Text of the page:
As Aristotle might remind us, “power” is said in many ways. Each of these is different.
There is the power that Plato suggests as a distinguishing mark of being in the Sophist. There is the greater power he attributes to the Good more ancient than being. There is Aristotelian potentiality, which I normally prefer to distinguish from “power” altogether, but is referred to by the same Greek word. There is the related notion of power as capacity, of the sort developed by Paul Ricoeur. There is efficient causality, itself said in many ways. There is physical force. There is legal or political authority. There are repressive apparatuses. There is the positive, distributed social power involved in the formation of selves, discussed by Michel Foucault. There is the artistic and inventive power with which Nietzsche was especially concerned. There are claims of supernatural power beyond possible human understanding.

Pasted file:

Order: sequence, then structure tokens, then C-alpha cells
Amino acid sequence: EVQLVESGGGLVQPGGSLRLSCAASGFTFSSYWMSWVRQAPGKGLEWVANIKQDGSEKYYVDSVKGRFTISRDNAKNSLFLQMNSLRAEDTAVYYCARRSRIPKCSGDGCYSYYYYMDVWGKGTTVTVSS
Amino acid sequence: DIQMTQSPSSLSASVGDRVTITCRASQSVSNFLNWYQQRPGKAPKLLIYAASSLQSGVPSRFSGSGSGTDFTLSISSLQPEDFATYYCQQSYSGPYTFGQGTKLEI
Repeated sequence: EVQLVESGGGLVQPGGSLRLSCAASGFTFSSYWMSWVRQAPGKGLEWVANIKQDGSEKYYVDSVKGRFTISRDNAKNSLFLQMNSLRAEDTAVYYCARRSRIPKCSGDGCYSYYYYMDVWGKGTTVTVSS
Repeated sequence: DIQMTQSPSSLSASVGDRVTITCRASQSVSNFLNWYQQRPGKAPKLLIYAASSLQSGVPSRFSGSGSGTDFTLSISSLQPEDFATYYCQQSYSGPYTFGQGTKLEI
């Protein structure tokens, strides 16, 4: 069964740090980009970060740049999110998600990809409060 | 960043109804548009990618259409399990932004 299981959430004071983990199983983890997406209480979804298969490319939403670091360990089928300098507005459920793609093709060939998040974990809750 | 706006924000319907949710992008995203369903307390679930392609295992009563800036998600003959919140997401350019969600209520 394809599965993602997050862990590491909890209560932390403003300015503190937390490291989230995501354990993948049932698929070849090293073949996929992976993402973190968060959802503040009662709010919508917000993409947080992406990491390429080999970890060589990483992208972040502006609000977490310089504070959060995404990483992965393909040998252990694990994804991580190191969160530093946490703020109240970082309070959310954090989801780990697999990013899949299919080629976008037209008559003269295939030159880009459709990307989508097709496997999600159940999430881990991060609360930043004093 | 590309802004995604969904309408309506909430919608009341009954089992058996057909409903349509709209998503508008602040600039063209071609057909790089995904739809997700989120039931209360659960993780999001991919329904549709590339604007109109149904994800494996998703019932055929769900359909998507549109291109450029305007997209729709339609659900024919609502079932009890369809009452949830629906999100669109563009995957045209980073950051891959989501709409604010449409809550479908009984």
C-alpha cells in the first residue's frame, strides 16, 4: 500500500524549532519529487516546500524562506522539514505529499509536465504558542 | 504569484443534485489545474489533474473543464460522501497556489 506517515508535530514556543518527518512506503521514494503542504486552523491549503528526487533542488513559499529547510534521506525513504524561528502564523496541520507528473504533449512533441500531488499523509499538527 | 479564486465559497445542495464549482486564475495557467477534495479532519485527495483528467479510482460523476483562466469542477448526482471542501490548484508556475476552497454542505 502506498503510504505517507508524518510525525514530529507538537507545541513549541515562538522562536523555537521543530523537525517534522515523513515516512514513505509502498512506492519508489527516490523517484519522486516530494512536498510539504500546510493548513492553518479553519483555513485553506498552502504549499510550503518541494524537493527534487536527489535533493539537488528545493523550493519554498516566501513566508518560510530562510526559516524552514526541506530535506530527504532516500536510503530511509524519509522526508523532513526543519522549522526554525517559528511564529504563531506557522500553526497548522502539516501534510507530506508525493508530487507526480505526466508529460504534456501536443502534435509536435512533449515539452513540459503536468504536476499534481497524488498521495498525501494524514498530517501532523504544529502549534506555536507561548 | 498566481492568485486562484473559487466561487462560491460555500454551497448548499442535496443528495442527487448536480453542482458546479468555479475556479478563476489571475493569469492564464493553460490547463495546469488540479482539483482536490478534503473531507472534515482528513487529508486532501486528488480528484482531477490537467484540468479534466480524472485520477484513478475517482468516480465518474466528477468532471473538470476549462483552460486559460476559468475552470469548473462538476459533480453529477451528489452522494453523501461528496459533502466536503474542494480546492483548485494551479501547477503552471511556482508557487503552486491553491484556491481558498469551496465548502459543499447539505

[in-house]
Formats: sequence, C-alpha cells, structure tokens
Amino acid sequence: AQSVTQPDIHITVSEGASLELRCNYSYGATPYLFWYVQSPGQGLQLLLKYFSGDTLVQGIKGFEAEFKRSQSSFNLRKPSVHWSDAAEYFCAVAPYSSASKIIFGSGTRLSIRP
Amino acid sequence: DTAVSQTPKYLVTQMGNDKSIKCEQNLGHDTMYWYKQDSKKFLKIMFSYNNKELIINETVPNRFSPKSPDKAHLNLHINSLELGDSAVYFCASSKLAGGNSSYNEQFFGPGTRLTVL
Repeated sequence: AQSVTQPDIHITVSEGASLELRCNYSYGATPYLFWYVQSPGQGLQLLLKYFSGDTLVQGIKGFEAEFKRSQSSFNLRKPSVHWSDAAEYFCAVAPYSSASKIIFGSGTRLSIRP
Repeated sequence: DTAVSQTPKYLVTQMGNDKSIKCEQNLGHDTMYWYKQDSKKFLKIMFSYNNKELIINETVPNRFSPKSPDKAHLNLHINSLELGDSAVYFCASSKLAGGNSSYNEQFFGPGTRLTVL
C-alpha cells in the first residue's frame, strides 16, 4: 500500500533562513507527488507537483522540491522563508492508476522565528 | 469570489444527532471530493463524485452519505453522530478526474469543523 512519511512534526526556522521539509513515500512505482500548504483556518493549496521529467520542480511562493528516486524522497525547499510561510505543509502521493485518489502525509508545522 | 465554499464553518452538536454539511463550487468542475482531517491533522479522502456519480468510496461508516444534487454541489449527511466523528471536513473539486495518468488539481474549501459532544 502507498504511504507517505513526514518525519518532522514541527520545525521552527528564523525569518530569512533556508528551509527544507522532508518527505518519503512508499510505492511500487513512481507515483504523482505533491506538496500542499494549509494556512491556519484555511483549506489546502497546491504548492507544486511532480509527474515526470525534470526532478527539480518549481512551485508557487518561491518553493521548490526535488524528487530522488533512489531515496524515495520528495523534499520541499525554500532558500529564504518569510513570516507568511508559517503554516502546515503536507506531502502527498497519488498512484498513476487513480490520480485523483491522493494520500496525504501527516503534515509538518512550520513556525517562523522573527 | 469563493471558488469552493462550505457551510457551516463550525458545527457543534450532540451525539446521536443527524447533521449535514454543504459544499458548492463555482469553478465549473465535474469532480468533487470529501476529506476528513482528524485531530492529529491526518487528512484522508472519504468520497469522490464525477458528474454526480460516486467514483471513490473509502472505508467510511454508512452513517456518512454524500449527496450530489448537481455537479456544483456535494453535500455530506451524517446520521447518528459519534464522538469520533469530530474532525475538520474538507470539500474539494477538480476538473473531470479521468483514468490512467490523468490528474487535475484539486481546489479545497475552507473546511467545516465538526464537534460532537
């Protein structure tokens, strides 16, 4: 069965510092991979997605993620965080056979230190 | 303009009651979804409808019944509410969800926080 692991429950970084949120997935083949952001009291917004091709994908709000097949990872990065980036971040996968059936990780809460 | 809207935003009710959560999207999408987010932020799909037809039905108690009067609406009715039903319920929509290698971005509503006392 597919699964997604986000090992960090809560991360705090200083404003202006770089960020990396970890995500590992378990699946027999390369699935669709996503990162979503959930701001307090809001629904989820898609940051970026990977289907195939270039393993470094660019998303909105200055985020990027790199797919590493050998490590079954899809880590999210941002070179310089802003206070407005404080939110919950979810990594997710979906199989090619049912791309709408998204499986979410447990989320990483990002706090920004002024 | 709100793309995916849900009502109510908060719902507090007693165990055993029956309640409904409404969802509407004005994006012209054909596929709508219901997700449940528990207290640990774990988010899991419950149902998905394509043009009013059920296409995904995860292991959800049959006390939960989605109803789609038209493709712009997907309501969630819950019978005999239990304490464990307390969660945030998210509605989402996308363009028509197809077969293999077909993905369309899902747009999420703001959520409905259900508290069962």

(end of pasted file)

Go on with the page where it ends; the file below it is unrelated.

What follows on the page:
I haven’t yet found where in her French text Gwenaëlle Aubry clarifies how her identification of Aristotle’s god with pure act — involving neither Aristotelian potentiality nor Platonic power — goes together with her identification of the efficacy of the pure act with a final causality realized through “potentiality as tendency toward the end”. I think this has to do with the pure act’s role as an end or attractor, so that the potentiality in question belongs to the things it attracts, rather than to Aristotle’s god. Aristotle’s god for Aubry is what might be called an “inspiring” or attracting cause rather than a ruler and a driving cause.
It seems to me that in order to even be intelligible, a power of any kind must be understood as having definite characteristics related to its efficacy. I therefore think “infinite power” is devoid of sense. Even the “omnipotent” God of Leibniz who selects the best of all possible worlds at the moment of creation only selects an inherent, coherently realizable possibility that is also in accordance with non-arbitrary criteria of goodness. He does not create arbitrarily.